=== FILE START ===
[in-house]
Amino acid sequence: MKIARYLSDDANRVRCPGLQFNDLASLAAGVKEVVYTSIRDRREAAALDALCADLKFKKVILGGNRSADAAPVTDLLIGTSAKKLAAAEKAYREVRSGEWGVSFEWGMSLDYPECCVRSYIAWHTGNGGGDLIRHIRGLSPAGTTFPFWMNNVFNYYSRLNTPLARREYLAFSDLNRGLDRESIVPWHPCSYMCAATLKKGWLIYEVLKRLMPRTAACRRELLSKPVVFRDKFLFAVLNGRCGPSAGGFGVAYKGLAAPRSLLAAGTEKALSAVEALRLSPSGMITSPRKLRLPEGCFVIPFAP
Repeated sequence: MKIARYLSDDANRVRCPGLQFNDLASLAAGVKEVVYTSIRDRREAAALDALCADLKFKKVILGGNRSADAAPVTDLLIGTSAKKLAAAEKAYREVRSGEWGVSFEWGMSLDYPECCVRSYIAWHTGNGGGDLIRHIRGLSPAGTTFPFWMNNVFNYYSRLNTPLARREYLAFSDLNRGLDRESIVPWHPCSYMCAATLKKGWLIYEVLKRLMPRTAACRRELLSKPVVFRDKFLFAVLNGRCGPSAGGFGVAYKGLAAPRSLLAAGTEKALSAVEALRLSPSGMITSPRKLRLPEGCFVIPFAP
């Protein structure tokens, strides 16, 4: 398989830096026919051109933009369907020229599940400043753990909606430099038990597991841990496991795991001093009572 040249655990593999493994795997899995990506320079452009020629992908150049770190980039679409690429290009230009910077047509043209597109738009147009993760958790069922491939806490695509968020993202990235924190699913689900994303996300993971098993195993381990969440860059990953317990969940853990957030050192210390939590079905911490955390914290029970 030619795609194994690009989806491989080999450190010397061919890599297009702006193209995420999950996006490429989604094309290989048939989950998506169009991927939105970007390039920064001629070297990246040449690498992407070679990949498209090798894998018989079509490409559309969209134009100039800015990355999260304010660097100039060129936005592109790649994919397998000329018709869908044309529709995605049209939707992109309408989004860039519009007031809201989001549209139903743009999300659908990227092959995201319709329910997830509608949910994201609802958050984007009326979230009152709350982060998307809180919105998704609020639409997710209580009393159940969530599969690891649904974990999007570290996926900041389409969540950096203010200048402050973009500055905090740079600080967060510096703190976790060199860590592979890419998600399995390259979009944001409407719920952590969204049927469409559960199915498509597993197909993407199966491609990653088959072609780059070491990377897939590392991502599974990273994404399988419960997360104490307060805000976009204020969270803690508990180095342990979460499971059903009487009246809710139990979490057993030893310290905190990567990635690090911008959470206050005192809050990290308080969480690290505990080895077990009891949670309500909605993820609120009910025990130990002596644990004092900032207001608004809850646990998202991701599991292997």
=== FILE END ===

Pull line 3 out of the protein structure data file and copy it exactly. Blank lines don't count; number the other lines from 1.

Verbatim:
Repeated sequence: MKIARYLSDDANRVRCPGLQFNDLASLAAGVKEVVYTSIRDRREAAALDALCADLKFKKVILGGNRSADAAPVTDLLIGTSAKKLAAAEKAYREVRSGEWGVSFEWGMSLDYPECCVRSYIAWHTGNGGGDLIRHIRGLSPAGTTFPFWMNNVFNYYSRLNTPLARREYLAFSDLNRGLDRESIVPWHPCSYMCAATLKKGWLIYEVLKRLMPRTAACRRELLSKPVVFRDKFLFAVLNGRCGPSAGGFGVAYKGLAAPRSLLAAGTEKALSAVEALRLSPSGMITSPRKLRLPEGCFVIPFAP